OOP (Object Oriented Programming) Concepts in JAVA

OOP (Object Oriented Programming) Concepts in JAVA

Object oriented programming pivots around the concept of object creation. This is also known as an instantiation of a class, thereby using the attributes and features of the object to perform further execution. The reason OOP has become so popular among developers is that it tries to implement real-world concepts in programming, namely inheritance, data abstraction, polymorphism and many more. The main concept of OOP is to bind together data with a particular method so that the data cannot be tampered with via any other function. However, this does not make the data inaccessible to other parts of the code. Some of the concepts of OOP are listed below and elaborated on:

Polymorphism

Suppose a class has several methods with the same name. In such a case, it becomes difficult for a computer to differentiate between them. Polymorphism is the feature that differentiates similar entities with the help of signature and entity declaration.

Sample Code

public class Sum
{
public int sum (int x, int y)
{
return (x + y);
}
public int sum (int x, int y, int z)
{
return (x +y + z);
}
public double sum (double x, double y)
{
return (x + y);
}
public static void main (String args [])
{
Sum s = new Sum ();
System.out.println (s.sum (10, 20));
System.out.println (s.sum (10, 20));
System.out.println (s.sum (10.5, 20.5));
}
}

OUTPUT

30
60
31.0

In the above code, all three methods had the same method name but different method declaration or argument lists.

Polymorphism in Java is mainly of the two following types:

  • Overloading
  • Overriding

Inheritance

Inheritance is one of the most key features in OOP. As the name suggests, inheritance is the feature by which one class inherits methods and variables from another class in Java. Some of the important terminology associated with inheritance is:

  • Superclass: Superclass is the class whose features are inherited. It is also often called a base or a parent class.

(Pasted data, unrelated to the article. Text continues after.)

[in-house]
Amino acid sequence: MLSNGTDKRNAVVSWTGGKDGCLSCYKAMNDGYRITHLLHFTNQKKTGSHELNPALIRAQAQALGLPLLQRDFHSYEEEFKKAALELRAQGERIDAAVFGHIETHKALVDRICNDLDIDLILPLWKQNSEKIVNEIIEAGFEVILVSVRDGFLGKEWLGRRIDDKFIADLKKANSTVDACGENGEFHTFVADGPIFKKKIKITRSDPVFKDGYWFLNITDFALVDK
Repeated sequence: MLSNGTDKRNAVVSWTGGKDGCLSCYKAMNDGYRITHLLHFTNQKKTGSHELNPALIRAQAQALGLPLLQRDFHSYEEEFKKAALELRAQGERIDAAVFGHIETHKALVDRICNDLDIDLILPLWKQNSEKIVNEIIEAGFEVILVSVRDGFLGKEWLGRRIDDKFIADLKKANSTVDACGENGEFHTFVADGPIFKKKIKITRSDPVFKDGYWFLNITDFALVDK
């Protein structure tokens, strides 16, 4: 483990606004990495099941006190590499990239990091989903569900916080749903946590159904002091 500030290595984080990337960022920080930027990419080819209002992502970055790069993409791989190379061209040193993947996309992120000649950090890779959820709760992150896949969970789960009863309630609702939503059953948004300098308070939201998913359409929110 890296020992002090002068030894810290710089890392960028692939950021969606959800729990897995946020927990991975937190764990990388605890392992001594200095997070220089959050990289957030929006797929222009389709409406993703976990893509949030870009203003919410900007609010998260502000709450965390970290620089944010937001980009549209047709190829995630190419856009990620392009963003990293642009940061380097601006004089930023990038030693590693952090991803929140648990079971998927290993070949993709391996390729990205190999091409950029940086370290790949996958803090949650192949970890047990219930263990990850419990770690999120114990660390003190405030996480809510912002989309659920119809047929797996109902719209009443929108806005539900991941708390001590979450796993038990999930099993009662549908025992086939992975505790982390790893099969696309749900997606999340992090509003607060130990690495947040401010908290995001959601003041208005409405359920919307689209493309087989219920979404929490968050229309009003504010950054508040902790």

• Subclass: Subclass is the class that inherits properties from the superclass. This is also known as the child class. While the subclass inherits methods and fields from the superclass, it also has methods and fields of its own.
  • Reusability: By inheriting fields and methods from a class, reusability of code is also taking place. This is one particular trait that proves to be very beneficial when talking in terms of computational efficiency for long codes. Not only can subclasses use their own properties but also reuse code from the superclasses.

Syntax

class derived-class extends base-class
{
//methods and fields
}

Encapsulation

Encapsulation is defined as the ‘wrapping up of data under a single heading or unit’. It binds data and code together in a manner such that it acts as a protective shield over the code, not allowing unwanted access and modification of the source thereof.

  • Encapsulation works when variables and/or data of a particular class is hidden from any other class. Only a member function or method can access the data through an envelope class.
  • For its property, encapsulation is often termed as data-hiding as it protects data and variables from other classes.
  • If you declare all private fields in your class, you can achieve somewhat of an easy encapsulation as the scope of your fields will only remain within the class.

Abstraction

Imagine the basic functionality of an automobile. As a high-level user, all you are concerned with is when you press the accelerator pedal, the car should accelerate, and when you press the brake pedal, the car should slow down, coming to a final halt. You are not really concerned with the mechanism of what happens inside when you press the pedals. This is called abstraction. It is the property of only showing users data that is essential to them and hiding the nuances. This also helps group entities. The behaviour of a certain object might conform to a certain group and might not conform to another. Abstraction helps easily classify/group objects.

Class

Classes are user-defined blueprints that are instantiated by objects. Classes can be thought of as object factories. It represents a set of properties or methods that are common to all objects of a particular type. Class declarations include the following components:

  • Modifiers: This defines the scope of the class. Classes can either be public, private, or protected.
  • Class Name: This is the name of the class, and it will be used to create objects. Class names should always start with a capital letter.
  • Superclass: If the class is a subclass, then the declaration should also contain the name of the superclass that it extends. Java does not allow multiple inheritance.
  • Interfaces: If a class implements interfaces, these should also be mentioned using commas one after the other,
  • Body: ‘{ }’ encloses the body and represents the structure of the class. Classes contain methods inside them.

Object

The basic unit of OOP is an object. An object is an instance of a class. A single program creates several objects. An object has the following properties:

  • State: This gives a picture of the attributes of the object.
  • Behaviour: The methods related to the object determine the behaviour.
  • Identity: Every object has a unique name such that objects can interact among themselves.

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